GP practices and vaccination hubs have been left to ‘rally’ around to secure staff to deliver the Covid and flu vaccination programmes which began yesterday for some eligible groups.
Last-minute changes to the Covid and flu vaccination programme timetable is putting ‘a further strain on resources’, increasing ‘pressure’ across GP practices, Pulse’s sister title Nursing in Practice was told.
It was announced at the end of August that this year’s autumn vaccination programmes were being brought forward to begin on 11 September following the identification of a new Covid variant.
The eleventh-hour change came after the start date had already been moved once before – being pushed back from a usual September start to October.
Royal College of Nursing (RCN) professional lead for general practice nursing Heather Randle told Nursing in Practice that bringing the vaccination programmes forward would ‘require changes in planning and put a further strain on resources’.
She added: ‘This is a moment to remind ministers of the need to invest in the general practice nursing workforce that is so central to delivering these vaccination programmes and preventing unnecessary pressures elsewhere in the health and care system heading towards what is likely to be another critical time for the NHS.’
The programmes will be delivered via vaccination clinics and hubs, as well as at general practices and within community pharmacies.
NHS England asked systems to begin vaccinations for care home residents and to those who are housebound, starting yesterday (11 September) and and be completed before 22 October.
Also from yesterday, Covid-19 and flu vaccinations could begin for those eligible via local booking systems, starting with those most at risk, including those who are immunosuppressed.
And on 18 September, the National Booking System will open up to allow those eligible to book in for their vaccines. National Covid-19 vaccine invites will also commence from this date.
Director of general practice nursing across the South East and education lead, Rebecca Corneck, told Nursing in Practice that the last-minute date changes meant there was ‘suddenly a big pressure’ to make sure vaccination services within her primary care network (PCN) in Lewisham were ready.
‘It has been pushed forward a few weeks [and] so suddenly you have to get the accelerator on and get everything together a bit quicker,’ she said.
She added: ‘It is just [about] trying to get people to start the clinics, make sure everyone’s upskilled and trained, and very quickly – whereas it was all happening in October and now it has been brought forward. So, it is causing a bit of pressure,’ she said.
Ms Corneck, who is also a lead nurse in Lewisham and works in practice one day a week, said she was asking staff to work extra hours, such as on Saturdays or during the evenings, to meet the vaccination deadlines.
She noted the ‘extra ask’ she was having to make of general practice nurses and colleagues, as well as the pressure of ensuring staff were prepared and clinics were in place.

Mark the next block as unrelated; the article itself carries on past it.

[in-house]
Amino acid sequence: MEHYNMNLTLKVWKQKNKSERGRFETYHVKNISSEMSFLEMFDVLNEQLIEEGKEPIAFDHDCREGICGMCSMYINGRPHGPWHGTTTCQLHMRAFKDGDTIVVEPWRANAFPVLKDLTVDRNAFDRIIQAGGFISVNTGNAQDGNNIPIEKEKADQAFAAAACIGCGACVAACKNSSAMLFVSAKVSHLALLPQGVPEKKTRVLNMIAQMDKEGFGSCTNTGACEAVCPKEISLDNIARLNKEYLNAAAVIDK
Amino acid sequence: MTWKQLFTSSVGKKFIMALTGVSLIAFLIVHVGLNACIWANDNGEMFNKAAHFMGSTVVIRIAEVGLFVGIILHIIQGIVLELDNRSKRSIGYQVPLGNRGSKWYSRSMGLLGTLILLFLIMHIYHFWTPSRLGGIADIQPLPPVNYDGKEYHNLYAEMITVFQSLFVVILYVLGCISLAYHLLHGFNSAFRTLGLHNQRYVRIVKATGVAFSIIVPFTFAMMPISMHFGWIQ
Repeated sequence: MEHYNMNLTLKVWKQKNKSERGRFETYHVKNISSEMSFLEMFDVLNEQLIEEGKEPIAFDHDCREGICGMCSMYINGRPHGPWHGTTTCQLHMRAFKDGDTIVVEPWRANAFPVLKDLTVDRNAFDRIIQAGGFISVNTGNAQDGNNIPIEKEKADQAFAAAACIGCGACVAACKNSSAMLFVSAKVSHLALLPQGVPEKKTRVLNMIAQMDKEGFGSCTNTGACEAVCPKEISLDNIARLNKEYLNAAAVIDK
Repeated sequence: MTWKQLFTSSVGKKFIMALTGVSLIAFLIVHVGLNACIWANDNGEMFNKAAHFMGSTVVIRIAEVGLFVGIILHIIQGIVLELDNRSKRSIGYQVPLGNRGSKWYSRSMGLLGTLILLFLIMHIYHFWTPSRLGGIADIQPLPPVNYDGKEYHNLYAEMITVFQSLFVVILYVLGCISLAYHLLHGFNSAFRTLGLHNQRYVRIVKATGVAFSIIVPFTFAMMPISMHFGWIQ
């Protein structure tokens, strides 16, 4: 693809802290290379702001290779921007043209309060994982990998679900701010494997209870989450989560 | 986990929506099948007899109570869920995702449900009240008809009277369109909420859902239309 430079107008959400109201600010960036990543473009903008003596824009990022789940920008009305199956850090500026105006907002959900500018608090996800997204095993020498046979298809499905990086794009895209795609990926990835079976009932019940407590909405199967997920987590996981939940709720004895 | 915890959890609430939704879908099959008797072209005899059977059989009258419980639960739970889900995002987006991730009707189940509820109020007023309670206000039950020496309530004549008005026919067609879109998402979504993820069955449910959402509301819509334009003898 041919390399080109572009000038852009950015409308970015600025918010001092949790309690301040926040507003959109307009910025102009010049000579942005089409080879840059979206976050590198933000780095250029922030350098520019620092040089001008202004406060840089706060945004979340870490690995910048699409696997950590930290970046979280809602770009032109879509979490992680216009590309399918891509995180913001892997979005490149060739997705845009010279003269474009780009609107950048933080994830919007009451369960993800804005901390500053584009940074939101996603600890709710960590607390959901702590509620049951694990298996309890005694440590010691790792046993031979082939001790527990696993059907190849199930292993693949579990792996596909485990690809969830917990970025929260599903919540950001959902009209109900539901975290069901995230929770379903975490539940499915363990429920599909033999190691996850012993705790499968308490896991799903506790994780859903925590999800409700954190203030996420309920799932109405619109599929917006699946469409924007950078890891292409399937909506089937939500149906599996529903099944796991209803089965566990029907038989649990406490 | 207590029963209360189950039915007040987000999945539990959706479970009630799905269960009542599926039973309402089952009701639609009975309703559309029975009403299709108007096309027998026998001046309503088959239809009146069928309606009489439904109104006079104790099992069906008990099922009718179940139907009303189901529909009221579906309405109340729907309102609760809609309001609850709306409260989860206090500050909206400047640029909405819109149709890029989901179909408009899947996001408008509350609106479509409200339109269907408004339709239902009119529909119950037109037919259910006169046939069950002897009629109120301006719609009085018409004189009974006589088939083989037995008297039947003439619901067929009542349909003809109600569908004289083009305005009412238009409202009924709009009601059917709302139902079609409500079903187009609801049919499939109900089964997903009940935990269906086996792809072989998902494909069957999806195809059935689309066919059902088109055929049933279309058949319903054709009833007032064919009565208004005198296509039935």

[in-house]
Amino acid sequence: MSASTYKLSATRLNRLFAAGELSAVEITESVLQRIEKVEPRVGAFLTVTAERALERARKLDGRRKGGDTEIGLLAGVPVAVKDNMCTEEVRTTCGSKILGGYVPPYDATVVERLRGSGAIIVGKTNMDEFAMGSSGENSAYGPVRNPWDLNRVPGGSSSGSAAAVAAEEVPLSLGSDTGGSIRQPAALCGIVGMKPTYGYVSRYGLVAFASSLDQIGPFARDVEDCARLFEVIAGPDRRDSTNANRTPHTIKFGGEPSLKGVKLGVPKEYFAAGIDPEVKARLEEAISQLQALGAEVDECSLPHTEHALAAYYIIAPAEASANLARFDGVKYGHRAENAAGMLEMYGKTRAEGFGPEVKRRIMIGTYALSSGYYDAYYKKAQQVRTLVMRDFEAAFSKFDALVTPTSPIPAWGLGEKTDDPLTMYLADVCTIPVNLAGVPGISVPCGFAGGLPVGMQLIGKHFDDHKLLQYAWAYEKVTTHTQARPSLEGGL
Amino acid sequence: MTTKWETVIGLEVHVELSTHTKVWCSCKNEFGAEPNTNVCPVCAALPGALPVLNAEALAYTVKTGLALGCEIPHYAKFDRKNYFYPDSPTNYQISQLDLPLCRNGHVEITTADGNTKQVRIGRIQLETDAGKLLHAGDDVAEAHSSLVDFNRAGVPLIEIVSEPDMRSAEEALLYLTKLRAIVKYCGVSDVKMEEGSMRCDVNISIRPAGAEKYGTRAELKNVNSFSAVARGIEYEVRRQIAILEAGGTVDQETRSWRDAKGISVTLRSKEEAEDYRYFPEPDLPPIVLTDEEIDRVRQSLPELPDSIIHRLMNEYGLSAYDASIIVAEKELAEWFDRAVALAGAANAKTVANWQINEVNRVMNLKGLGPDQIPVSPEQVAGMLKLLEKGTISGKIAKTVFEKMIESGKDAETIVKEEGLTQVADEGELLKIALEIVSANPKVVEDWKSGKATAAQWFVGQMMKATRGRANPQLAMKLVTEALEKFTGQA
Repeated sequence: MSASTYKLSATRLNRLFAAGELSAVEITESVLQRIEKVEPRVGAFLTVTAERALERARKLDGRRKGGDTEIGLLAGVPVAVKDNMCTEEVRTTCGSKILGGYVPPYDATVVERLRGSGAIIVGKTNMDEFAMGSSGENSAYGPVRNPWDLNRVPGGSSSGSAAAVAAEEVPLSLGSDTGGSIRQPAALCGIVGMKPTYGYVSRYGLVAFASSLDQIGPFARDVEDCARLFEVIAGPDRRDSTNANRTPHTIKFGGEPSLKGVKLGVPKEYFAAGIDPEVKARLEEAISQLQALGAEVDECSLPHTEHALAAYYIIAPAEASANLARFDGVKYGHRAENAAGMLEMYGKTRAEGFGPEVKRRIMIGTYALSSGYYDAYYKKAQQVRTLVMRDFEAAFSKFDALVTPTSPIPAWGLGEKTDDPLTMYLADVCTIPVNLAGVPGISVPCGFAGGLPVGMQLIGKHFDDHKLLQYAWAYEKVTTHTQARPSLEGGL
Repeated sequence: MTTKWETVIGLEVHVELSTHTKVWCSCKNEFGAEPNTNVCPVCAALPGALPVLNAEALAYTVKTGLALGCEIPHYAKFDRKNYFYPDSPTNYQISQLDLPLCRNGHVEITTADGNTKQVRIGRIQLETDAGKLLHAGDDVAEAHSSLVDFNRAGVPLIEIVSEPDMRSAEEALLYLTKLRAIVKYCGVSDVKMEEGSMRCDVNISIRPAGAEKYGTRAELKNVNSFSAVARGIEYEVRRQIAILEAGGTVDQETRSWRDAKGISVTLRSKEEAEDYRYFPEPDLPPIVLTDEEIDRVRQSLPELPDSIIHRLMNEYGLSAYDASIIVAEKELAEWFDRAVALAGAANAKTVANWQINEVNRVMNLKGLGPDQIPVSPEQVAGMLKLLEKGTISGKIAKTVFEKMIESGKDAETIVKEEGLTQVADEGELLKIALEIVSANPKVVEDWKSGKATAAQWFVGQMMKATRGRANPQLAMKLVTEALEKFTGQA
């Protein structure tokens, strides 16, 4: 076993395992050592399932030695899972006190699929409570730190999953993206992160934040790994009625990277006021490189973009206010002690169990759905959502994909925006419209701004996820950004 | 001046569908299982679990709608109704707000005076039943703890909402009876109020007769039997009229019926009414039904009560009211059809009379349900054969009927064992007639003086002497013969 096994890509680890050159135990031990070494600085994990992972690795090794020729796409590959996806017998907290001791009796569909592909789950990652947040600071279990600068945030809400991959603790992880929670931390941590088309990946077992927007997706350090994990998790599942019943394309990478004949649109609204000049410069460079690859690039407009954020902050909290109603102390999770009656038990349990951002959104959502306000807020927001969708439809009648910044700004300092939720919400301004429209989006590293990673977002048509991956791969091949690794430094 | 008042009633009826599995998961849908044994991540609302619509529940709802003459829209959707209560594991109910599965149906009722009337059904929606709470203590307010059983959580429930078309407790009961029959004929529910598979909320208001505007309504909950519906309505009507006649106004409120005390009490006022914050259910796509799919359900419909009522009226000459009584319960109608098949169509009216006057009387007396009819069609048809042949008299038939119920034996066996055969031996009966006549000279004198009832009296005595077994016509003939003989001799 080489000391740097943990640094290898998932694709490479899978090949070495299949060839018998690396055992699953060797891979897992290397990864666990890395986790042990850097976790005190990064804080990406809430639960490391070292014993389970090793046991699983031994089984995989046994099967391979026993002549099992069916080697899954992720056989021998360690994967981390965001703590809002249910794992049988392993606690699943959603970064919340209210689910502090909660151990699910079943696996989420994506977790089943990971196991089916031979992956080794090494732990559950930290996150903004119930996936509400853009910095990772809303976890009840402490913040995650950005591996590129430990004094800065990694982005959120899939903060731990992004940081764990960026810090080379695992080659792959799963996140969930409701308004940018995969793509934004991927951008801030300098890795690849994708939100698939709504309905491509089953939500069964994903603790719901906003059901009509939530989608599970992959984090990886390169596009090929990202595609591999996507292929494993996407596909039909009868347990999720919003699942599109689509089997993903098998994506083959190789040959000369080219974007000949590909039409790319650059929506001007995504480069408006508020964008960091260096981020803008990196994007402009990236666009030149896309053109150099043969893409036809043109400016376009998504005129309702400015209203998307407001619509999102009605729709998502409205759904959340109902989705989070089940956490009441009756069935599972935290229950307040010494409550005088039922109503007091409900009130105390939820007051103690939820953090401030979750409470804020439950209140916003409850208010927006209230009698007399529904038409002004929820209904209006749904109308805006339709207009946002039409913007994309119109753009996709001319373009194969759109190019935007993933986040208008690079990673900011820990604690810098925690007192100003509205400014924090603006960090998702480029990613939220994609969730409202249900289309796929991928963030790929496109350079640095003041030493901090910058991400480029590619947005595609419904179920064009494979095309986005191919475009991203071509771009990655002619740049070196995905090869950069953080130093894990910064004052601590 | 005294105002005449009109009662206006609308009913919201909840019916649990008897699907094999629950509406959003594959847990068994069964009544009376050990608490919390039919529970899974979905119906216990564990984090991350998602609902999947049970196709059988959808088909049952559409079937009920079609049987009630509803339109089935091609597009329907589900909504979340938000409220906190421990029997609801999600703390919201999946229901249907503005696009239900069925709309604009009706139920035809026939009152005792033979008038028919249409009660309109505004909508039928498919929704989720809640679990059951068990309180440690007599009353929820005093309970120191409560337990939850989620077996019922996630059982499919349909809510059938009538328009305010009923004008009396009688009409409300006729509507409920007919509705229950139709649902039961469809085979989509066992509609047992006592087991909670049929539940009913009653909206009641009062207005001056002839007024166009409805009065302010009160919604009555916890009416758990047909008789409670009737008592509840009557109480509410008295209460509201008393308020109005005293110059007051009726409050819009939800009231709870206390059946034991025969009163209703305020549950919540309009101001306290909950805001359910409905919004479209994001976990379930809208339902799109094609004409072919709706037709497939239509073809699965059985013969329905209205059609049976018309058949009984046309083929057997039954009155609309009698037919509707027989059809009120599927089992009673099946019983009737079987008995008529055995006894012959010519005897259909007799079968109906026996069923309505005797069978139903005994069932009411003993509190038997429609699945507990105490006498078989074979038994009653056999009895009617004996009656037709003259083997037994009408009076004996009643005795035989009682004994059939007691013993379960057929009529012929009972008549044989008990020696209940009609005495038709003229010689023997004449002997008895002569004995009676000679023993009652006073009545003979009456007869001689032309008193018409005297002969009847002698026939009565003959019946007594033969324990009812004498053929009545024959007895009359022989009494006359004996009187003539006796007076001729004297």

‘Everybody has to kind of pull up and try and get it together,’ she added.
However, she stressed staff ‘do pull together’ and do ‘step up’.
‘It is just that “here we go again [feeling]”,’ she noted.
Independent nurse consultant and Nursing in Practice advisory board member Marilyn Eveleigh works to support vaccination hubs in her local area.
However, she told Nursing in Practice how the sudden date changes had caused some difficulties in sourcing vaccinators as staff had already made plans for September.
‘Most people were thinking they’ll go on holiday, they’ll get this sorted or that sorted,’ she said.
‘And suddenly, [hubs] are trying to rally staff to come in virtually a month earlier,’ noted Ms Eveleigh.
In line with advice from the Joint Committee on Vaccination and Immunisation, those eligible for a flu vaccine this year include:
- Those aged 65 years and over
- Those aged six months to under 65 years in clinical risk groups
- Pregnant women
- All children aged two or three years on 31 August 2023
- School-aged children (from Reception to Year 11)
- Those in long-stay residential care homes
- Carers in receipt of carer’s allowance, or those who are the main carer of an elderly or disabled person
- Close contacts of immunocompromised individuals
- Frontline workers in a social care setting without an employer led occupational health scheme, including those working for a registered residential care or nursing home, registered domiciliary care providers, voluntary managed hospice providers and those that are employed by those who receive direct payments personal budgets.
And those eligible for an autumn Covid-19 vaccine are:
- Residents in a care home for older adults
- All adults aged 65 years and over
- Persons aged six months to 64 years in a clinical risk group
- Frontline health and social care workers
- Persons aged 12 to 64 years who are household contacts of people with immunosuppression
- Persons aged 16 to 64 years who are carers and staff working in care homes for older adults.
A version of this article was first published by Pulse’s sister title Nursing in Practice